The rise of e-books and articles means that traditional print books are fast becoming a dying trend. Despite this, Syarifina, the great granddaughter of an established bookstore in the Malay community in Singapore remains hopeful about it.
Syarifina’s cosy, timeworn bookstore ‘Singapura’, boasts a long family history. Established in 1922, it has witnessed the growth of four generations and the rise of Singapore itself. A love of books runs in this family’s blood. Following his father’s footsteps, Haji Hashim bin Haji Abdullah opened Haji Hashim Bookstore at 134 Arab Street, which also featured books written and published by his uncles. In 1960, he opened a new outlet in Geylang Serai, which then moved to its current location at Joo Chiat Complex, before eventually being passed down to his son, Haji Yusof Bin Haji Hashim.
This family bookstore has proved that books can be maintained as a business in the digital era. In fact, over time, Haji Hashim bin Haji Abdullah’s determination and commitment to Haji Hashim Bookstore has become a significant part of the community. For the past 15 years, the bookstore has used the traditional way of recording sales and stock with a cash register and pen and paper – until 2013, when this was replaced with the ‘Point of Sales’ system to increase efficiency.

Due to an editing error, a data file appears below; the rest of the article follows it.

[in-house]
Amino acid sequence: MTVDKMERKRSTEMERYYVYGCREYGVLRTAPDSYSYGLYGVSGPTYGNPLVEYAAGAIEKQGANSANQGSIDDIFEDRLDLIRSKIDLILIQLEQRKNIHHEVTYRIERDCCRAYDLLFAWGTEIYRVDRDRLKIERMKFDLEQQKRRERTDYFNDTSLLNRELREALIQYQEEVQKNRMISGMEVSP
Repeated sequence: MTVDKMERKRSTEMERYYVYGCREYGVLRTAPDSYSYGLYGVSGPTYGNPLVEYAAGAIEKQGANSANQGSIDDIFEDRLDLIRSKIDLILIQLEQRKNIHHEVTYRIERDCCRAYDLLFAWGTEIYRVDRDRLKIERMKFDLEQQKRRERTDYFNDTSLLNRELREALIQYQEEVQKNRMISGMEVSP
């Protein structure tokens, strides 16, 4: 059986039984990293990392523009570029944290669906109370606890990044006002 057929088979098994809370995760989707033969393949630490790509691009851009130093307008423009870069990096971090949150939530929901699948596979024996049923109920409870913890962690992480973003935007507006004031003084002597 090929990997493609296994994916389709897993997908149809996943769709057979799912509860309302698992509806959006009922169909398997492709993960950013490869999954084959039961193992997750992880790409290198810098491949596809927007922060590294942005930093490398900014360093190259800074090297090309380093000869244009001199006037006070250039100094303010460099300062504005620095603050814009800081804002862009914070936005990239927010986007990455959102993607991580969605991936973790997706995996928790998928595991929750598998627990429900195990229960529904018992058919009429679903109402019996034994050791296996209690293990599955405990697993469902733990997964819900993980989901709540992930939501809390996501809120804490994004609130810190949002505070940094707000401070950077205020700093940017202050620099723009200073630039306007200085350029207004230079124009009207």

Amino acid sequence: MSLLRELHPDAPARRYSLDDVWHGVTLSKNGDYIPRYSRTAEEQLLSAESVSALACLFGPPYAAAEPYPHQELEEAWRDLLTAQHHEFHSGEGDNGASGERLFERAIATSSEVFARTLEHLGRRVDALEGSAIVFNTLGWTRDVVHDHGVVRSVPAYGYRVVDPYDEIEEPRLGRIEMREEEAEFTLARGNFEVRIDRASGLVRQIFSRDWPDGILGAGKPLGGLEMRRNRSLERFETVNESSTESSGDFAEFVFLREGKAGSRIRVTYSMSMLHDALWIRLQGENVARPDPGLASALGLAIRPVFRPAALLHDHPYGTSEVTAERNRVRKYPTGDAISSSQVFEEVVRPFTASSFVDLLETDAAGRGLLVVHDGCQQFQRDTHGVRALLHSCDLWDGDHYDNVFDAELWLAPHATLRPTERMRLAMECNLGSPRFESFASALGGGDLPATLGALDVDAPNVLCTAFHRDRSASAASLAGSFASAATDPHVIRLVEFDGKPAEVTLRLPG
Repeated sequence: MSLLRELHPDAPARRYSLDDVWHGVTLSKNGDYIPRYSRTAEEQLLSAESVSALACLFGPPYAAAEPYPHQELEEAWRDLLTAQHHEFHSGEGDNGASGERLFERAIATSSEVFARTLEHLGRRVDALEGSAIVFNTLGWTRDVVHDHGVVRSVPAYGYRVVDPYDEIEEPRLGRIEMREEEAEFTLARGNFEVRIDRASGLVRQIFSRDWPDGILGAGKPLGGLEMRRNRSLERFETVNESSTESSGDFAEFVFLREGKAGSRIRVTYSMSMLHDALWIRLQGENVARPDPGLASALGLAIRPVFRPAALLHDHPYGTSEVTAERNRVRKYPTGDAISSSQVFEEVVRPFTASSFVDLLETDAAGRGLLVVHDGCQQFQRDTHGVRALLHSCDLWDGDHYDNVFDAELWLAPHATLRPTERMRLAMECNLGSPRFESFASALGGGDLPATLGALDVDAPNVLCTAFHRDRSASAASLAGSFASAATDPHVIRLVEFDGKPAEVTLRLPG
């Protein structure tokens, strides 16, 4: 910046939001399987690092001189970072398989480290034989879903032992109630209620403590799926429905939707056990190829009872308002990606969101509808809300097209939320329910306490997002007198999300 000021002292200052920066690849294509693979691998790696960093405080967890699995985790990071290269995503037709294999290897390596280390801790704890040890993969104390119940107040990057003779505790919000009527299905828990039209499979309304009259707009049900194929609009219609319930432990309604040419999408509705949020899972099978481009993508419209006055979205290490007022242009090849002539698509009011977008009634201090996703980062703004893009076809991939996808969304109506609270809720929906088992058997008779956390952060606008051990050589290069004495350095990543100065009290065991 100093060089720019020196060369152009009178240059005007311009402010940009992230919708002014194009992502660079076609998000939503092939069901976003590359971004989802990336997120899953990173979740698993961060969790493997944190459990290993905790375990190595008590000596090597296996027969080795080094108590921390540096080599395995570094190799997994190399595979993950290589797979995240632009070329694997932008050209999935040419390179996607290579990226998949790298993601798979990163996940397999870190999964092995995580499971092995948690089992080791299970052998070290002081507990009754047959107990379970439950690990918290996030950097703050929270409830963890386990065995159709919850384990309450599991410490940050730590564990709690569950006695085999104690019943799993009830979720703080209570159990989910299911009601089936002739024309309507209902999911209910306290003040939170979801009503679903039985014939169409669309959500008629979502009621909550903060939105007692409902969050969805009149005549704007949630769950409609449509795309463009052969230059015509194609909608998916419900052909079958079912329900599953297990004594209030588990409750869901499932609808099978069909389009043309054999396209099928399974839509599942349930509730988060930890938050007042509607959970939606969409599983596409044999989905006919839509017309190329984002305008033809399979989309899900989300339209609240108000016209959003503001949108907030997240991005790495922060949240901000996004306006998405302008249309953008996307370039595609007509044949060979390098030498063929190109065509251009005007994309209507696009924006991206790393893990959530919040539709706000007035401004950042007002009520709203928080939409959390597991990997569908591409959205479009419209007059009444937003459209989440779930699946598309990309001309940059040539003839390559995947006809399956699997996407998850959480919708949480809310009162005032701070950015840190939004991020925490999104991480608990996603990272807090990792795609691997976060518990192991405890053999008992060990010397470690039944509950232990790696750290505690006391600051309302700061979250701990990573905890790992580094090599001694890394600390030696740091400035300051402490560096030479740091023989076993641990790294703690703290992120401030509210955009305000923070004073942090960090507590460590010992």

With the success of Haji Hashim Bookstore, Syarafina, daughter of Haji Yusof Bin Haji Hashim decided to continue her family’s legacy digitally with The Buku Bookstore. As we chat with Syarafina, she tells us memories of her childhood, she recounts the nostalgia of spending hours in the aisles of the store with her head buried in a book. Previously an education executive, the transition from a 9-5 job required a leap of faith. With determination and a strong desire to expand her family business, Syarafina believed she could reach an audience digitally with more choices, especially with the range of Malay fiction books.
After exploring the different e-commerce hosts and designs for the website for 5 months, Buku Bookstore launched in 2017. Syarafina firmly believes the online platform is her way of expanding her great grandfather’s legacy. Venturing out on her own is still a mystery to her family, but a step forward to bringing Mother Tongue books back.